Goochland County: Tuckahoe

Historic photo of Tuckahoe mansion in 1909
Tuckahoe mansion in 1909

Courtesy of Library of Congress; Edith D. Tunis-Sale, author

Tuckahoe is a large agricultural estate in Goochland County that was originally built around 1712 for Thomas Randolph and his family. The north wing was then expanded to its present form around 1730 by William Randolph II. Randolph II added a two story, four room home around the existing structure. By 1740 Randolph II added a center hall and south wing, creating a unique "H" shaped home, which was unknown for colonial plantation homes. The name "Tuckahoe" derives from the Algonquian word "ptuckweoo", which means "it is round." However, it was more commonly used to describe the aquatic and bog plants that provided starch to Native American diets.

Several years later, Randolph's wife, Maria Judith Page, died, leaving him to raise their three children, two daughters and a son. Randolph died the next year in 1745 and named his cousin Jane Randolph and his friend Peter Jefferson as guardians of his children in his will. Peter and Jane Jefferson moved to Tuckahoe with their four children, including two-year old Thomas, who would become the 3rd president of the United States. Young Thomas Jefferson spent the next seven years of his life at Tuckahoe, where he was educated in a small schoolhouse on the property. The Jefferson's stayed at Tuckahoe until 1752, when Thomas Randolph came of age and could inherit the 25,000 acre property.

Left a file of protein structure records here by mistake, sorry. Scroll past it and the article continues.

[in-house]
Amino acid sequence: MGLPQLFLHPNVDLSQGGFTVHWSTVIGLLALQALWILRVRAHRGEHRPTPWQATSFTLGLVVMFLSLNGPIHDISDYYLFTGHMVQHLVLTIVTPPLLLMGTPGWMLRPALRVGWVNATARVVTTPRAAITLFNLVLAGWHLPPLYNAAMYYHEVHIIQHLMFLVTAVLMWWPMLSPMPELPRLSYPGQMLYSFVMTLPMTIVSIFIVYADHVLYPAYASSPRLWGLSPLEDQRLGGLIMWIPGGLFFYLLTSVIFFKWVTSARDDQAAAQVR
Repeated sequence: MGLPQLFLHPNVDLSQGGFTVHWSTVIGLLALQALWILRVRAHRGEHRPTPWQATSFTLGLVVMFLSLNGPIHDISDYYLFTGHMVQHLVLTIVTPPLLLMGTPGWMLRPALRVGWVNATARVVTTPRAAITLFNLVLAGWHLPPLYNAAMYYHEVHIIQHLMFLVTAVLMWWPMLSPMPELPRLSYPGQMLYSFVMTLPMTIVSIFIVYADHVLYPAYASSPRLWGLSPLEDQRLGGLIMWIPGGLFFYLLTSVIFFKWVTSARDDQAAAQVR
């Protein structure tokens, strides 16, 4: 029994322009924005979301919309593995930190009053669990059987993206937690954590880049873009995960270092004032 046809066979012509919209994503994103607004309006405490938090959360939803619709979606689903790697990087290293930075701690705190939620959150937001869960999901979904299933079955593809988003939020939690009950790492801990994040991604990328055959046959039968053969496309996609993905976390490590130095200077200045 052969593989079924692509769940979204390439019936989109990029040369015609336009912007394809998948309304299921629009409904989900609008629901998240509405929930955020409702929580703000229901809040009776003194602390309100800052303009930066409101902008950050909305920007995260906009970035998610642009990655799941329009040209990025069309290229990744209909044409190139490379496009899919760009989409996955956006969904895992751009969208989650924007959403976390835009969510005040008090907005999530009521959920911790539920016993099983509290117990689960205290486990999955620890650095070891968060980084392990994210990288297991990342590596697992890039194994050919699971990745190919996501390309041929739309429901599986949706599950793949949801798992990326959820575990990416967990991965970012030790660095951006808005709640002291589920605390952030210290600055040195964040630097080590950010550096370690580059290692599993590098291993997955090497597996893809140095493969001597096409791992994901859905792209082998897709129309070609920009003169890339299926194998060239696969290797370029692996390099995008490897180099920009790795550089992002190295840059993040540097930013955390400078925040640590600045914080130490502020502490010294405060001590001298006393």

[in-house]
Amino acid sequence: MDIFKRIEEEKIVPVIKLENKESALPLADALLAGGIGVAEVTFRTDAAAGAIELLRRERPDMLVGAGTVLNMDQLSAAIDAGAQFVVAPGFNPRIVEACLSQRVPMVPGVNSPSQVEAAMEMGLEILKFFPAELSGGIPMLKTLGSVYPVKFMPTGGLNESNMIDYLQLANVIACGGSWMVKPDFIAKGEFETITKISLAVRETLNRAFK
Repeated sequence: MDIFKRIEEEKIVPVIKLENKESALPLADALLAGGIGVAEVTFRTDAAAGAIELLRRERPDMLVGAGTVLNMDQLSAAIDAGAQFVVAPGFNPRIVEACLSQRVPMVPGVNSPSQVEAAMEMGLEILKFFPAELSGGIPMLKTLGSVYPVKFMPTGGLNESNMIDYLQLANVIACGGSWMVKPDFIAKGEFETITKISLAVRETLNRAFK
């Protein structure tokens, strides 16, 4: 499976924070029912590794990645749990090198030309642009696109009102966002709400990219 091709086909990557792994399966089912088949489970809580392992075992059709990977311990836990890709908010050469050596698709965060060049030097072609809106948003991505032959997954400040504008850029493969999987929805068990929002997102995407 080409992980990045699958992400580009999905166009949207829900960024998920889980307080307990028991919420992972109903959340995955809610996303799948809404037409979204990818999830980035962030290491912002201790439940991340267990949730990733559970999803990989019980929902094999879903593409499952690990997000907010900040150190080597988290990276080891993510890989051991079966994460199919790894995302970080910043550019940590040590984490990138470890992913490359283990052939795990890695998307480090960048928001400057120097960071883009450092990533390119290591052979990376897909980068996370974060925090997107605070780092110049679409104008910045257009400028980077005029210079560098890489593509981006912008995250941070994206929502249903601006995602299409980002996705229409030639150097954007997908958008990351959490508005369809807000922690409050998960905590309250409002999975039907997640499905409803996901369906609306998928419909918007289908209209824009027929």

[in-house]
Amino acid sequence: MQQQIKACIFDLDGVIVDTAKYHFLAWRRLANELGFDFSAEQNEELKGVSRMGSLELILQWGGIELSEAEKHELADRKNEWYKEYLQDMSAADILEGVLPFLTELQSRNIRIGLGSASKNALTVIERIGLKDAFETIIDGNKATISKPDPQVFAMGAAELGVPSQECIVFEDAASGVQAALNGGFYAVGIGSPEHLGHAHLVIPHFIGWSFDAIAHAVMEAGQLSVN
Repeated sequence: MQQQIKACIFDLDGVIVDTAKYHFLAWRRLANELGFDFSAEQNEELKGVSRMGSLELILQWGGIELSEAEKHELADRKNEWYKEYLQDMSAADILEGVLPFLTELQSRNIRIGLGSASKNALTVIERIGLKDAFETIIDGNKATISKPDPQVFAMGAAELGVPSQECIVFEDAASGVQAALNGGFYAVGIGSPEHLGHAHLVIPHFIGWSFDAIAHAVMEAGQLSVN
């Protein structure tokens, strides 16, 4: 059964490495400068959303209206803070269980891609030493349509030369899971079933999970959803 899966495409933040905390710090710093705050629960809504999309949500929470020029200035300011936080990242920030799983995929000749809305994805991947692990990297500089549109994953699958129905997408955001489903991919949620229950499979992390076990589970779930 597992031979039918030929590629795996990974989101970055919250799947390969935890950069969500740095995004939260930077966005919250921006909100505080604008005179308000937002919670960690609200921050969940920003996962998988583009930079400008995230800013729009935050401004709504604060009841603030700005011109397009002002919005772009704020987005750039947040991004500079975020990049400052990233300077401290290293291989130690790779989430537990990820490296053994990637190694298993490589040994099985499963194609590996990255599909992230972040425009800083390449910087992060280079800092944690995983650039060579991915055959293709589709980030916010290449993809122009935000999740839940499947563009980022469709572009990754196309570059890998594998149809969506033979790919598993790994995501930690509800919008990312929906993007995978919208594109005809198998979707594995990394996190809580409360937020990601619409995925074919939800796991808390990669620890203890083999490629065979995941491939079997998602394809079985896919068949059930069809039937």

North of the main house is a row of early surviving outbuildings, or a plantation "street," that includes a storehouse, smokehouse, barn, kitchen and plantation office. The street also includes two excellently preserved slave quarters, both two-room, one-and-a-half story frame houses with central chimneys and lofts above. Opposite the "street" is the schoolhouse that Thomas Jefferson first attended, until age nine.  The property remained in the Randolph family through the first three decades of the 19th century. Only two other families owned and cared for Tuckahoe until it was acquired by Isabelle and Nehemiah Addison Baker in 1935. Today their descendents open the home to the public for tours.

Tuckahoe was listed on the National Register of Historic Places on November 22, 1968. Its address is 12601 River Road, Richmond, Virginia 23238. For more information about the plantation's history and visiting please call: (804) 774-1614 or visit:

Last updated: September 14, 2016